Gone Girl by Gillian Flynn was an enjoyable book to read despite the fact that almost all the characters are bad people. The use of an unreliable narrator was fantastic and the plot is very suspenseful at every twist and turn, and there are a lot of those. I enjoyed this book most of all because of the mystery surrounding the most important event in the plot, Amy’s disappearance. It is possible to piece together what happened before the big reveal because there is quite a bit of foreshadowing as well as many clues as to what really happened scattered throughout all the scenes and inner monologues, but that is highly unlikely because most of the clues are things that you would normally overlook.
I would recommend this book to anyone who enjoys a good mystery, but not to anyone who reads books to like the characters. I also don’t recommend this book for anyone who is super young or disgusted by the idea of sex because there are many references to sex with Gone Girl. This really was an enjoyable book, and I hope you enjoy reading it as much as I did.
Final Rating – 43/50
Business has been slow for Harry Dresden, professional wizard, buy when he is in desperate need of a paycheck a murder comes along that requires his supernatural expertise. The corpse is strangely mutilated, there are large bloody pawprints, and it all happened on a full moon. This case will bring Harry face to face with something even he didn’t know existed.
This is the second book in Jim Butcher’s Dresden Files series. I found both the beginning and end of this novel to be very weak, but when it is a part of a series it makes sense to not have a strong beginning because an earlier book is the beginning. When I read the first few pages I was confused because it didn’t feel like it was a direct continuation of Storm Front. I actually googled it to make sure I was actually reading the second book in the series and didn’t skip a novel. This seems to be a common trend for me and this series.
There are many characters who I find very interesting including some who carried over from Storm Front. The interesting thing about Fool Moon is that no one (but the main character because he has plot armour which is fine because if he dies the series ends prematurely) is safe. Harry will find himself surrounded by enemies in both those he thinks of as friends and those who just want to rip his face off. Another thing I found interesting about Fool Moon was that it demonstrated how imperfect Harry is. He didn’t know about werewolves and he doesn’t trust many people. These imperfections make him a well rounded, well developed character. In fact several of the characters in Fool Moon are well developed characters with their own motives unrelated to the main villain.
Out of the novels in the Dresden Files I have read so far (the first four) this is my favourite. I found myself becoming attached to certain characters. I noticed how things are done differently in regards to death in Fool Moon. There are no annoying romantic subplots. This is a good book, though I will still recommend you start the series with Storm Front because starting a series with the second book is not a good idea ever.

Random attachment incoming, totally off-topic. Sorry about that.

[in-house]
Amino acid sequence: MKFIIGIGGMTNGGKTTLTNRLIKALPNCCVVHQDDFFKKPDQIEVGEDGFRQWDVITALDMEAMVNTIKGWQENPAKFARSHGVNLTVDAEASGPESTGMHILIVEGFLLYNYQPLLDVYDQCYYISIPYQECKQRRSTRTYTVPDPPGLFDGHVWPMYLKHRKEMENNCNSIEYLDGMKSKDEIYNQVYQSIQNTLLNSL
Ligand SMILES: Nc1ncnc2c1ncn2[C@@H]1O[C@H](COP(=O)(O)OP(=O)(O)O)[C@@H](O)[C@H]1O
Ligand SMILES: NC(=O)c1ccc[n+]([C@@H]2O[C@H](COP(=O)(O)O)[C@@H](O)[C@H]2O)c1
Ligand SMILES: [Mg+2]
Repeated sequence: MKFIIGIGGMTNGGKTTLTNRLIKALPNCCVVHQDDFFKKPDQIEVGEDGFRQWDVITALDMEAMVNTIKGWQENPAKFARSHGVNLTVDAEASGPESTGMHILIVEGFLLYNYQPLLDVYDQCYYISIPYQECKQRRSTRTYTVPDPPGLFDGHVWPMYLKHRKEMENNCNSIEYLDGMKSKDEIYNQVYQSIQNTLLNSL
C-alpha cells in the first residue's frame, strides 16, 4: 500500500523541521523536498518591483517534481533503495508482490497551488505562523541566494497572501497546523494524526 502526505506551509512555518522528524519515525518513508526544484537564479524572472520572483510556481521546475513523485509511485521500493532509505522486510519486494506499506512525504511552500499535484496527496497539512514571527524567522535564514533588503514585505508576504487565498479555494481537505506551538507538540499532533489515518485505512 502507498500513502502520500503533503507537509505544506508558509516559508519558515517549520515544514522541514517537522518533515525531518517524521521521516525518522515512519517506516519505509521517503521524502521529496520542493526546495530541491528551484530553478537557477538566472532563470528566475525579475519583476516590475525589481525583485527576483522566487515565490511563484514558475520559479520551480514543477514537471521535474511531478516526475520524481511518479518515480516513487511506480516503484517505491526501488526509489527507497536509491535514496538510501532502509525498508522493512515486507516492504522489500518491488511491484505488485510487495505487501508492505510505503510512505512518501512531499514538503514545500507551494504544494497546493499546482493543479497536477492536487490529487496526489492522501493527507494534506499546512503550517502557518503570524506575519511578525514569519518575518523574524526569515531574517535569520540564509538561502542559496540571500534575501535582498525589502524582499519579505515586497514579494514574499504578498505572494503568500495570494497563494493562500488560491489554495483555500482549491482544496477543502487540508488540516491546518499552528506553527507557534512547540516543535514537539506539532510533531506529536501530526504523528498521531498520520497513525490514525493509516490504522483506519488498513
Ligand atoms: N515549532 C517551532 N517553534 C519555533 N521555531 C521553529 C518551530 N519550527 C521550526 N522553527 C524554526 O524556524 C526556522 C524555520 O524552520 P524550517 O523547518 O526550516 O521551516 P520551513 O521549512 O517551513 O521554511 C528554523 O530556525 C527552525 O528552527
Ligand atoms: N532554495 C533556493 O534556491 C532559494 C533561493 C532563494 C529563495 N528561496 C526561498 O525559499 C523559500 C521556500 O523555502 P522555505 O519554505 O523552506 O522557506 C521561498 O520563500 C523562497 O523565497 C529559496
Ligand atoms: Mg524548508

Final Rating – 46/50
Mark Watney is the only human on Mars after his crewmates are forced to evacuate the planet during a dust storm which nearly takes his life. Now that everyone either on Earth or going to Earth believes him to be dead, he must survive for as long as he can. He is sure that no one is coming to save him. Meanwhile NASA satellites notice something strange at the evacuated base.
This is one of those books which is very difficult to put down once you start reading it. It is filled with well written suspense, accurate (or at least I think their accurate) descriptions of scientific processes and phenomenon, and one well written yet simple and intelligent main character who also happens to be highly knowledgeable in the science needed to survive alone on Mars. The one complaint I have about this book isn’t even much of a complaint. I finished an early chapter and moved on, but when I did this it felt as though I was reading a different book because Andy Weir has written both the events on Mars and on Earth. I understand why the perspective change had to happen when it did, but to me it felt random when I was reading through the book.
I recommend you read this book if you’re interested in space travel and science. This is an excellent example of science fiction. I will also be watching the movie in the future and reviewing it.
Final Rating – 48/50
Lexicon is a book written by Max Barry about an organization which trains people to become Poets. Poets are people who can make people do anything they want just by using their words. Wil Parke is kidnapped by a man who calls himself Tom and suddenly he is thrust into a world that he didn’t realize he had been a part of all along.
The first thing you should know about this book is that there are some things that happen which will make you stare at the page you’re on and question if that was really a part of the book. At first it appears as though these events are only there for shock value, but really they help to make the reader understand the power of the Poets and what is going on with certain characters. Don’t read this book if you can take neither weird sexual moments or freaky things done to extremities.
The second thing you should know is the fact that it jumps from the present to the past quite often. This happens so that you can see how some of the characters have changes since their pasts and how the past influences the present in the story. It is interesting to read though it is definitely confusing at first.
I recommend this book to anyone who enjoys language because that is what this story is about. It is filled with great characters with realistic motivations and the idea of language literally being used as a weapon is very interesting. If I have any complaints it is the fact that the ending seems so rushed.
Final Rating – 38/50